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|’08 Beltwide Draws 3,000 Attendees|
During his review of key industry issues, NCC Chairman John Pucheu told attendees at the ’08 Beltwide Cotton Conferences that he believes the US cotton industry has excellent prospects for achieving profitable cotton production and processing. His and other reports are available on the NCC’s web site at http://www.cotton.org/news/meetings/2008bw/index.cfm.
“Research, education and technology transfer continue to be critically important,” Pucheu said. “I assure you that the Council will continue its longstanding commitment of its resources for technology development and transfer and bringing resolution to the technology-based priorities.
More than 3,000 attended the forum at the Gaylord Opryland Resort & Convention Center in Nashville.
In an outline of the development, progress and future timetable of the new farm law, NCC Senior Vice President, Washington Operations John Maguire told attendees that House and Senate commodity titles include provisions that were recommended by NCC leaders to improve market orientation, enhance competitiveness, add value, improve flow and assist domestic manufacturers.
“Unfortunately, due to a shortage of funding, the projected increased costs of the improvements necessitated a slight reduction in target price to generate savings necessary to pay for changes as required by budget rules,” Maguire said. “Council leaders will continue to work closely with Congressional leaders to ensure that the cotton title of the new legislation includes provisions which allow the industry to successfully adjust to new market conditions.”
He said the House and Senate bills include provisions which will lead to significant changes in payment rules and regulations. Both bills eliminate the three-entity rule while allowing spouses to qualify as separate persons for payment limits. The bills have slightly different limits for direct and counter-cyclical payments and both terminate certificate redemptions, but also eliminate limits on marketing loan gains and loan deficiency payments. The bills modify the Adjusted Gross Income test. The House establishes a cap of $1 million above which individuals lose program eligibility. The Senate gradually lowers the $2.5 million to $75,000 by ’10, but exempts those who earn more than 66⅔% of their income from farming, ranching or forestry.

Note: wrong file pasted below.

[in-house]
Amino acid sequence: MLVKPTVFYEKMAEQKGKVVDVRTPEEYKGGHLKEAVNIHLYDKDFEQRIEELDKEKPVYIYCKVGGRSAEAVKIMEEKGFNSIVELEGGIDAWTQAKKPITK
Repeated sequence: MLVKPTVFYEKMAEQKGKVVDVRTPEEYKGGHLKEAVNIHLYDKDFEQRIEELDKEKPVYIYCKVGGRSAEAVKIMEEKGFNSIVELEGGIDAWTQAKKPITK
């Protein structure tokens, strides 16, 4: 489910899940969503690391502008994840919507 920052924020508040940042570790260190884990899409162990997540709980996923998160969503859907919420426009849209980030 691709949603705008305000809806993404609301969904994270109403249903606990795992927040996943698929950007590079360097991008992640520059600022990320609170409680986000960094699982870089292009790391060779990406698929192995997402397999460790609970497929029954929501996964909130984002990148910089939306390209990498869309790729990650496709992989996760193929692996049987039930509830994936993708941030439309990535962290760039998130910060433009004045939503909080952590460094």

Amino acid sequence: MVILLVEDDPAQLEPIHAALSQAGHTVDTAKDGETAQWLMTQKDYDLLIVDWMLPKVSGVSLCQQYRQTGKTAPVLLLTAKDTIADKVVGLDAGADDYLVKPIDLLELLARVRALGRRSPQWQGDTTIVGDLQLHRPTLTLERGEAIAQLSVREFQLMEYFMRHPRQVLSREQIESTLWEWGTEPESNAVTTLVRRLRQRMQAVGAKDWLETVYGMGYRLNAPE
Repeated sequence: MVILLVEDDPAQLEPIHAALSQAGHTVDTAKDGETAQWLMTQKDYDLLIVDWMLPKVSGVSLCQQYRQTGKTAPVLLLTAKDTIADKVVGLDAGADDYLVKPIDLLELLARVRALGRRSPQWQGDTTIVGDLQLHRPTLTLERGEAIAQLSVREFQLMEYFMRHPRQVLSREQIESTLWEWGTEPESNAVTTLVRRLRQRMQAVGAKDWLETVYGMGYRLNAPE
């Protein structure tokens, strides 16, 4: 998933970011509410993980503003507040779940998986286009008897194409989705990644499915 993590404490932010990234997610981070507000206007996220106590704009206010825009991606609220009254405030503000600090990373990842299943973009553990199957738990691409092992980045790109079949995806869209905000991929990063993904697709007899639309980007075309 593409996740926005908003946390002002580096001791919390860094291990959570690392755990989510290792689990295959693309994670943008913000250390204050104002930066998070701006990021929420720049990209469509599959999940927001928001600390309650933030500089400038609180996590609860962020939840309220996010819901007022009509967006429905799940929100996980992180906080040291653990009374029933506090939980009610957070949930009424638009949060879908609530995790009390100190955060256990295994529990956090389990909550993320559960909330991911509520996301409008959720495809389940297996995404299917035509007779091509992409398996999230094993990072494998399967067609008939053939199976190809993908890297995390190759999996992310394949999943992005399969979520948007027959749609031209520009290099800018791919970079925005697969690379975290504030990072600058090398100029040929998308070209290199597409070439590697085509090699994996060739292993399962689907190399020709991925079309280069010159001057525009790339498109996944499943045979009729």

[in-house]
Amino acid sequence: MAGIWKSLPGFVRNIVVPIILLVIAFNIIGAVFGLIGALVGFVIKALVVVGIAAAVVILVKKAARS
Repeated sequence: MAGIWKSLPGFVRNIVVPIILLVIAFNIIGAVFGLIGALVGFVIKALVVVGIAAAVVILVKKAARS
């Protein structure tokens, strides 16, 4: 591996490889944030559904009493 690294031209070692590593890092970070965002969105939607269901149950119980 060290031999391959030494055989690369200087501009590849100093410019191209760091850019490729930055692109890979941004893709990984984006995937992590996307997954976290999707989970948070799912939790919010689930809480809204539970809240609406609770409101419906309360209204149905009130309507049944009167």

He said House and Senate leaders have expressed a strong desire to complete work by early February, and the NCC has joined other organizations in urging prompt passage so farmers have information before making final cropping decisions. The Administration, through Acting USDA Secretary Conner, has continued to threaten to veto legislation that includes tax provisions and fails to achieve significant reform to payment limitations.
In an economic update, NCC Vice President of Economics & Policy Analysis Dr. Gary Adams said that current economics continue to show strong competition for available acres in ‘08. In addition to the economic signals, there are also concerns about water availability in California that could lower acres.
“While there are ample reasons to expect acres to fall further in ’08, there are also some factors that could limit further declines,” Adams said. “First, there were significant shifts in ’07 and growers with vertical investments in gins and warehouses might be reluctant to make another significant reduction in cotton acreage. Second, in a number of counties, crop insurance data show shifts of 50,000 acres out of cotton and into grains. It may be the case that much of the ’08 adjustment occurs on those same acres. In other words, we could see those acres now shift from grain into a double crop of wheat and soybeans.”
Adams said intentions will be clarified more following the NCC’s annual survey of cotton acreage intentions, to be released on Feb. 8.
The economist said if current estimates are accurate, the ‘07 marketing year will be the first in five years with global consumption significantly above production. Even if there is a slowdown in the demand, that relationship should hold true in ’08 as well. The result would be further tightening of the balance sheet.
Cotton Incorporated President/CEO Berrye Worsham focused his report on one of six of that organization’s objectives – sustainability. He said Cotton Incorporated will continue researching, developing data and communicating cotton’s improvements – US cotton’s in particular – in sustainability to both consumers and to the industry.
“If the day comes when the eco-issues are important in the consumer buying process for apparel and home textiles, we want cotton positioned as the “eco-choice: for consumers,” Worsham said. “In this process, we want to avoid costly certification and undue regulatory constraints.”
He also pointed to efforts with NCC and Cotton Council International (CCI) in conjunction with corn, wheat and soybeans associations and technology providers to ensure that sound science – not preconceived opinions -- drives private organizations’ defining of sustainability standards.